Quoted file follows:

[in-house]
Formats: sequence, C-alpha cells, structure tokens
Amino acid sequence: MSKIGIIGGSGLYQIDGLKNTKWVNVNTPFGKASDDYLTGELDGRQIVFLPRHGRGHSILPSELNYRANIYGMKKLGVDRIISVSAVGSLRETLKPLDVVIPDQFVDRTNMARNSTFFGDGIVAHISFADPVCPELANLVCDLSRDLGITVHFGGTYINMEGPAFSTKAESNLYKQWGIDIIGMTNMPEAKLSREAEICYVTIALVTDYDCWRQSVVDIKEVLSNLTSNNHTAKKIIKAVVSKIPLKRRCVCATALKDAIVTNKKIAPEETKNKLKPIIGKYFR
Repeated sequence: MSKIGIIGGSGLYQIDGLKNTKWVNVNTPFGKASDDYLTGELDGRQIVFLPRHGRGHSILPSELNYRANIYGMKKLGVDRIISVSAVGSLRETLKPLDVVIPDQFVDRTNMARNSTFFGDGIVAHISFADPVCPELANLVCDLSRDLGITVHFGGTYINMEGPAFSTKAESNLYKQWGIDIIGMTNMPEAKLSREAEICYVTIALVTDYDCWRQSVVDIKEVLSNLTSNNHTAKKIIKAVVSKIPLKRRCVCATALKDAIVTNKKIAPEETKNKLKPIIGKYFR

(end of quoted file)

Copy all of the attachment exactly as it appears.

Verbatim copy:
[in-house]
Formats: sequence, C-alpha cells, structure tokens
Amino acid sequence: MSKIGIIGGSGLYQIDGLKNTKWVNVNTPFGKASDDYLTGELDGRQIVFLPRHGRGHSILPSELNYRANIYGMKKLGVDRIISVSAVGSLRETLKPLDVVIPDQFVDRTNMARNSTFFGDGIVAHISFADPVCPELANLVCDLSRDLGITVHFGGTYINMEGPAFSTKAESNLYKQWGIDIIGMTNMPEAKLSREAEICYVTIALVTDYDCWRQSVVDIKEVLSNLTSNNHTAKKIIKAVVSKIPLKRRCVCATALKDAIVTNKKIAPEETKNKLKPIIGKYFR
Repeated sequence: MSKIGIIGGSGLYQIDGLKNTKWVNVNTPFGKASDDYLTGELDGRQIVFLPRHGRGHSILPSELNYRANIYGMKKLGVDRIISVSAVGSLRETLKPLDVVIPDQFVDRTNMARNSTFFGDGIVAHISFADPVCPELANLVCDLSRDLGITVHFGGTYINMEGPAFSTKAESNLYKQWGIDIIGMTNMPEAKLSREAEICYVTIALVTDYDCWRQSVVDIKEVLSNLTSNNHTAKKIIKAVVSKIPLKRRCVCATALKDAIVTNKKIAPEETKNKLKPIIGKYFR